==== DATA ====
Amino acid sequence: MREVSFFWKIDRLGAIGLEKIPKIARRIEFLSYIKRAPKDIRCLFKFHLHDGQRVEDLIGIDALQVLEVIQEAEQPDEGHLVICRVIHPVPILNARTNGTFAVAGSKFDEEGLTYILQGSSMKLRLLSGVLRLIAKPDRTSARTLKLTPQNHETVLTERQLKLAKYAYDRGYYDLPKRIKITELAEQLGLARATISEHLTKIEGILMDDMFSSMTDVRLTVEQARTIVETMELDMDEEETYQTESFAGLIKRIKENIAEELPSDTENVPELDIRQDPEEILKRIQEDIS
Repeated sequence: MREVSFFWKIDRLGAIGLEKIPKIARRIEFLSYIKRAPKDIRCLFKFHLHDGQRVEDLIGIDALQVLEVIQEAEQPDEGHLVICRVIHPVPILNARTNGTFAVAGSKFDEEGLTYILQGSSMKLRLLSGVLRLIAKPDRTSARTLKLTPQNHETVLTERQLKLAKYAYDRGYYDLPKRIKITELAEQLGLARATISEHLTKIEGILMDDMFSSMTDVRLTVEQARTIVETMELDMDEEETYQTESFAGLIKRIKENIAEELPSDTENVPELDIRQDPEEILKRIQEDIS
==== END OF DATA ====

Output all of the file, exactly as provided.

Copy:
Amino acid sequence: MREVSFFWKIDRLGAIGLEKIPKIARRIEFLSYIKRAPKDIRCLFKFHLHDGQRVEDLIGIDALQVLEVIQEAEQPDEGHLVICRVIHPVPILNARTNGTFAVAGSKFDEEGLTYILQGSSMKLRLLSGVLRLIAKPDRTSARTLKLTPQNHETVLTERQLKLAKYAYDRGYYDLPKRIKITELAEQLGLARATISEHLTKIEGILMDDMFSSMTDVRLTVEQARTIVETMELDMDEEETYQTESFAGLIKRIKENIAEELPSDTENVPELDIRQDPEEILKRIQEDIS
Repeated sequence: MREVSFFWKIDRLGAIGLEKIPKIARRIEFLSYIKRAPKDIRCLFKFHLHDGQRVEDLIGIDALQVLEVIQEAEQPDEGHLVICRVIHPVPILNARTNGTFAVAGSKFDEEGLTYILQGSSMKLRLLSGVLRLIAKPDRTSARTLKLTPQNHETVLTERQLKLAKYAYDRGYYDLPKRIKITELAEQLGLARATISEHLTKIEGILMDDMFSSMTDVRLTVEQARTIVETMELDMDEEETYQTESFAGLIKRIKENIAEELPSDTENVPELDIRQDPEEILKRIQEDIS